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(Cascading Style Sheets) CSS 2.1 Reference

CSS Syntax

Style declaration syntax.

css declaration

The syntax for a CSS style is declared by first specifying a property followed by a colon ( : ) followed by a value as shown in the diagram on the left. This is called a style declaration. Multiple style declarations can be specified by separating the declarations with a semicolon ( ; ).


Specifying the element along with the style declaration.

There are three methods for applying CSS styles. A CSS style can be applied directly to an HTML element, or it can be embedded within the HTML document, or it can be declared in an external style sheet file. See How To Apply CSS Styles for more information. The syntax, shown above, for declaring styles is the same for all thee methods. However, the syntax for selecting the element(s) that will received the style differ and fall into the following two categories.


CSS applied directly within the HTML element.

css declaration within element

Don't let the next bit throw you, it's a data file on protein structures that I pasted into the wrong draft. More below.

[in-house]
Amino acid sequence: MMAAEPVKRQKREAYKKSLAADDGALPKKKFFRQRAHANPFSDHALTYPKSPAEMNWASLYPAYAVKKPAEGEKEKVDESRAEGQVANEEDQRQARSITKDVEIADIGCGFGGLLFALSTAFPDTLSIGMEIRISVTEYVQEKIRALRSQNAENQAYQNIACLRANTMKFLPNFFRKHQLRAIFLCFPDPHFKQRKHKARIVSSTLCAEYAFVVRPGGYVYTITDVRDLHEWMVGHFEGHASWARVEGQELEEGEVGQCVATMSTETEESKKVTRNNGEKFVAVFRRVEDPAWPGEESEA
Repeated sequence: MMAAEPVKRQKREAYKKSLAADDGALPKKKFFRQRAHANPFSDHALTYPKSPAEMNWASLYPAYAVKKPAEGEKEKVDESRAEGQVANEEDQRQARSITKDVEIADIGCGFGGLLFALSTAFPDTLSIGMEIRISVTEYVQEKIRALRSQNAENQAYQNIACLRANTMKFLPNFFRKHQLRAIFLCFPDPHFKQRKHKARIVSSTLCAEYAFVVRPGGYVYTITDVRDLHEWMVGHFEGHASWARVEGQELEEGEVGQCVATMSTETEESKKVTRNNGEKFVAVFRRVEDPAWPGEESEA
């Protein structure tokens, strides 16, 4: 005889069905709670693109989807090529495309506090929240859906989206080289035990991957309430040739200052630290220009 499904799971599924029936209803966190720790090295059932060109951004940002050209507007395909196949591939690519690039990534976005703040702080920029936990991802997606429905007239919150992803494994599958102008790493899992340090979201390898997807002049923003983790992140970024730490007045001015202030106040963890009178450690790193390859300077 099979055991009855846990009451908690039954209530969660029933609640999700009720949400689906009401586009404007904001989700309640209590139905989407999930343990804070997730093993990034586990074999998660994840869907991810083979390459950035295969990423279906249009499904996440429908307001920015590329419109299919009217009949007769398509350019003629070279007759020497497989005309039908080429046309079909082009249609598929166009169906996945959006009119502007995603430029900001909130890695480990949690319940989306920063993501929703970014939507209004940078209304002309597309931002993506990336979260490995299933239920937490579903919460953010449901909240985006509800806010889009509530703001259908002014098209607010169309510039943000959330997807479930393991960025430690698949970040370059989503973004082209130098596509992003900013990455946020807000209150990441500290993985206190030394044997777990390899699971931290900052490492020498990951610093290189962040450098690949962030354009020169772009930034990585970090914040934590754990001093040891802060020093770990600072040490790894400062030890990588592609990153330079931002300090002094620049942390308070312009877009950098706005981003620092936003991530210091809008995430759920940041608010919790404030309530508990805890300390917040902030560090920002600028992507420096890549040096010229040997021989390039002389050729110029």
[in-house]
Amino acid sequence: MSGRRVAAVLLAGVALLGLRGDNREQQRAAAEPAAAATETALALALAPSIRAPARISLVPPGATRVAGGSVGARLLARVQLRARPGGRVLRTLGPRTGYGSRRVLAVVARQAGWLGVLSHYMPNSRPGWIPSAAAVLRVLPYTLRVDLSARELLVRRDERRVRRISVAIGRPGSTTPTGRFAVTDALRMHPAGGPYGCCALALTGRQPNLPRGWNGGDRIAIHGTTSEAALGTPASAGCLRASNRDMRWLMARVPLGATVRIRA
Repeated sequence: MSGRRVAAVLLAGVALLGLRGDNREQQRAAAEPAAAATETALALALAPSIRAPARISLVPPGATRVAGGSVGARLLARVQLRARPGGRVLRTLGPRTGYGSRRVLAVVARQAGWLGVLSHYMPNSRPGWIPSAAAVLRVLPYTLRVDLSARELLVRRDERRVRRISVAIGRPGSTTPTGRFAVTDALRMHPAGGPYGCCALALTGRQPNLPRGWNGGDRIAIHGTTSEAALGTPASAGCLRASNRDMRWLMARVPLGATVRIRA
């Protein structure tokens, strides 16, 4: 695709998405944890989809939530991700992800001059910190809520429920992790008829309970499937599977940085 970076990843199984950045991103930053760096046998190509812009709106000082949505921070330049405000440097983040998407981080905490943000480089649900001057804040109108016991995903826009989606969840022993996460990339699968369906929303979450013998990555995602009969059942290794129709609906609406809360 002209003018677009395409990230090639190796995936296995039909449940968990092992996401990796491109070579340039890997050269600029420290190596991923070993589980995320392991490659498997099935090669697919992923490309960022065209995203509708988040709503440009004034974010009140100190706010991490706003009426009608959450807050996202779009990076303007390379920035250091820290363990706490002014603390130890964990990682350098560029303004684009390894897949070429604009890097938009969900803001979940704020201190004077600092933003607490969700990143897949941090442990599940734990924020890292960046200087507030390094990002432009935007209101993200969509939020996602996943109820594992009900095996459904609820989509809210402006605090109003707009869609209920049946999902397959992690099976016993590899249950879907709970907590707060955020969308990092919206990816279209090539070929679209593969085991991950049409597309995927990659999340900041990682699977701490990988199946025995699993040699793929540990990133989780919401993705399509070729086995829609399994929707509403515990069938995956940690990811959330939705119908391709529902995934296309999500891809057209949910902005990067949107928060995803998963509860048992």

A CSS style can be applied directly within a HTML element (inside the element's opening tag) by using the element's style attribute. The diagram on the left shows a <div> element that contains two style declarations.


CSS embedded within the HTML document or used in an external style sheet.

css declaration with selector

CSS style rules can be embedded in the HTML document or used in an external style sheet. When these methods are used, a selector is first specified which designates which element(s) will receive the style. The selector is followed by a space, followed by a {, followed by one or more style declarations, followed by a }. If more than one style declaration is specified then they must be separated with semicolons ( ; ). The diagram on the left specifies two different style properties (using two style declarations) which will be applied to all <div> elements.


Note: In the example above, the final semicolon ( ; ) that immediately precedes the closing bracket ( } ) is optional. This is because semicolons are used to separate individual style declarations. Since there are no more style declarations after the final semicolon, the final semicolon is optional. For example, all of the following samples are valid.

div {color: red;}
div {color: red}
div {color: red; background-color: yellow;}
div {color: red; background-color: yellow}